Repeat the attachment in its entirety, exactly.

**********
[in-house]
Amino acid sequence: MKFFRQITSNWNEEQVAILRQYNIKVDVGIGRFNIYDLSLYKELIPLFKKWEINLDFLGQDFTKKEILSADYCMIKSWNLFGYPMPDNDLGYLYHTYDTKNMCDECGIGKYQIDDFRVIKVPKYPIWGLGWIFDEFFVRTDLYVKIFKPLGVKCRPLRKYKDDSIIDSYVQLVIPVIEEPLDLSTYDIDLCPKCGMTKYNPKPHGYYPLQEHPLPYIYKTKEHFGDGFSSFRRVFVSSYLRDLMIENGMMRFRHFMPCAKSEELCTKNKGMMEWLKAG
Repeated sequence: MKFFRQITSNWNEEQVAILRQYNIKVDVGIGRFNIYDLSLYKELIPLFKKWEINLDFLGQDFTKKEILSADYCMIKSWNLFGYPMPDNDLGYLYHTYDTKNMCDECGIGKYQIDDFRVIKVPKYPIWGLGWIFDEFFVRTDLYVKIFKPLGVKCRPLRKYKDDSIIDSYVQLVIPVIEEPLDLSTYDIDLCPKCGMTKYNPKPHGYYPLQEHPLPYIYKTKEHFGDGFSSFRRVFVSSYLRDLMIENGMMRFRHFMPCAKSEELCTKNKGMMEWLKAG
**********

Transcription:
[in-house]
Amino acid sequence: MKFFRQITSNWNEEQVAILRQYNIKVDVGIGRFNIYDLSLYKELIPLFKKWEINLDFLGQDFTKKEILSADYCMIKSWNLFGYPMPDNDLGYLYHTYDTKNMCDECGIGKYQIDDFRVIKVPKYPIWGLGWIFDEFFVRTDLYVKIFKPLGVKCRPLRKYKDDSIIDSYVQLVIPVIEEPLDLSTYDIDLCPKCGMTKYNPKPHGYYPLQEHPLPYIYKTKEHFGDGFSSFRRVFVSSYLRDLMIENGMMRFRHFMPCAKSEELCTKNKGMMEWLKAG
Repeated sequence: MKFFRQITSNWNEEQVAILRQYNIKVDVGIGRFNIYDLSLYKELIPLFKKWEINLDFLGQDFTKKEILSADYCMIKSWNLFGYPMPDNDLGYLYHTYDTKNMCDECGIGKYQIDDFRVIKVPKYPIWGLGWIFDEFFVRTDLYVKIFKPLGVKCRPLRKYKDDSIIDSYVQLVIPVIEEPLDLSTYDIDLCPKCGMTKYNPKPHGYYPLQEHPLPYIYKTKEHFGDGFSSFRRVFVSSYLRDLMIENGMMRFRHFMPCAKSEELCTKNKGMMEWLKAG